THE SUPREME TEAM: Coinbase Multi-Factor Authentication Hacked, Users Lose Funds

Hackers leveraged a vulnerability in the bitcoin exchange’s SMS recovery system to steal cryptocurrency from 6,000 customers.

Coinbase, a major U.S.-based bitcoin and cryptocurrency exchange, disclosed today that a hacker was able to bypass the company’s SMS multi-factor authentication mechanism and steal funds from 6,000 users, Bleeping Computer reported.

The breach of Coinbase customers’ accounts happened between March and May 20, 2021, in a hacking campaign that combined phishing scams and a vulnerability exploit on the company’s security measures.

The U.S.-based exchange, which has approximately 68 million users from more than 100 countries, reportedly said that in order to conduct the attack, the hackers needed to know the user’s email address, password, and phone number, as well as have access to their email accounts. It is not clear how the hackers gained access to that information.

“In this incident, for customers who use SMS texts for two-factor authentication, the third party took advantage of a flaw in Coinbase’s SMS Account Recovery process in order to receive an SMS two-factor authentication token and gain access to your account,” Coinbase told customers in electronic notifications.

Beyond stealing funds, the hackers also exposed customers’ personal information, “including their full name, email address, home address, date of birth, IP addresses for account activity, transaction history, account holdings, and balances,” per the report.

Security should be a priority for online services, but most especially for financial services. Companies that deal with customers’ money, either in USD or cryptocurrency, should not offer SMS as a recovery option at all since it is the most easily exploited. And when they do, users should abstain from using SMS for account recovery or multi-factor authentication.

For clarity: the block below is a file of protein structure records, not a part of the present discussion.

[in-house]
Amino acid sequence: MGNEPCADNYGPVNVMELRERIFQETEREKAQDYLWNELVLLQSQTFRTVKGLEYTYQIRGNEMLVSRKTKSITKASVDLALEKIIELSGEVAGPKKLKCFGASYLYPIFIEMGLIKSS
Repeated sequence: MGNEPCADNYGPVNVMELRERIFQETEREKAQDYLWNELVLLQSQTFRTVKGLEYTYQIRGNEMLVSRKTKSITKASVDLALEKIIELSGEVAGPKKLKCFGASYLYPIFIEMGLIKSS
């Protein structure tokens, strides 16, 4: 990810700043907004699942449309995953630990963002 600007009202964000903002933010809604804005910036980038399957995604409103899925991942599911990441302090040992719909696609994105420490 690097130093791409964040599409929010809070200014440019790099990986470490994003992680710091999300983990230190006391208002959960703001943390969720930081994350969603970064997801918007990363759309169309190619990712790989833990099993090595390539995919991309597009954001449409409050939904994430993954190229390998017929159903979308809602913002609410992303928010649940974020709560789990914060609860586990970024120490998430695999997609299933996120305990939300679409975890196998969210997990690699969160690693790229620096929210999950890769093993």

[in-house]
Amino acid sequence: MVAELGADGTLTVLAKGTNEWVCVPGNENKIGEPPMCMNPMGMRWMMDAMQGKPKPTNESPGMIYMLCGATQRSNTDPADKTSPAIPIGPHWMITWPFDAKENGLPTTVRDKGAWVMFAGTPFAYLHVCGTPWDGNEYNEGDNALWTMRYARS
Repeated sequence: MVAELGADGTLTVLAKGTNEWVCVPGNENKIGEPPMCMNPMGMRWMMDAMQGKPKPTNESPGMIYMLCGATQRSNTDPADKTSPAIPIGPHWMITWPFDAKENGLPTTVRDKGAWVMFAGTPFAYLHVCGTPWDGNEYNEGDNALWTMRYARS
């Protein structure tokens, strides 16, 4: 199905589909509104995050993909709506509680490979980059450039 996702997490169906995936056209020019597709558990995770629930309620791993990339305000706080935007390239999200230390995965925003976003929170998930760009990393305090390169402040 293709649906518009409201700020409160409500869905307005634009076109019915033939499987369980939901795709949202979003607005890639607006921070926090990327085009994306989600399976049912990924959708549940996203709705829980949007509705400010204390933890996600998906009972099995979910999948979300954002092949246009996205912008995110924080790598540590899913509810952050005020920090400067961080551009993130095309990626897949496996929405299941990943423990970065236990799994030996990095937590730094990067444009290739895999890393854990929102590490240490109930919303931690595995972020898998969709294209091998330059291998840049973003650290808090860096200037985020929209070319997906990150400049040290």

Better options for protecting your account are authentication apps and physical hardware such as YubiKeys. More importantly, you can and should protect your accounts with strong passwords and a suitable password manager like Bitwarden.

Nonetheless, users can also take back their sovereignty by opting out of centralized services altogether. Bitcoin exchanges like Coinbase represent a single point of failure, effectively becoming a hotbed for data exploits, regardless of the security standards they claim to live by. Centralized custodians and providers often get exploited; decentralized alternatives exist and should be leveraged. Think very carefully before handing your personal information to a third party.


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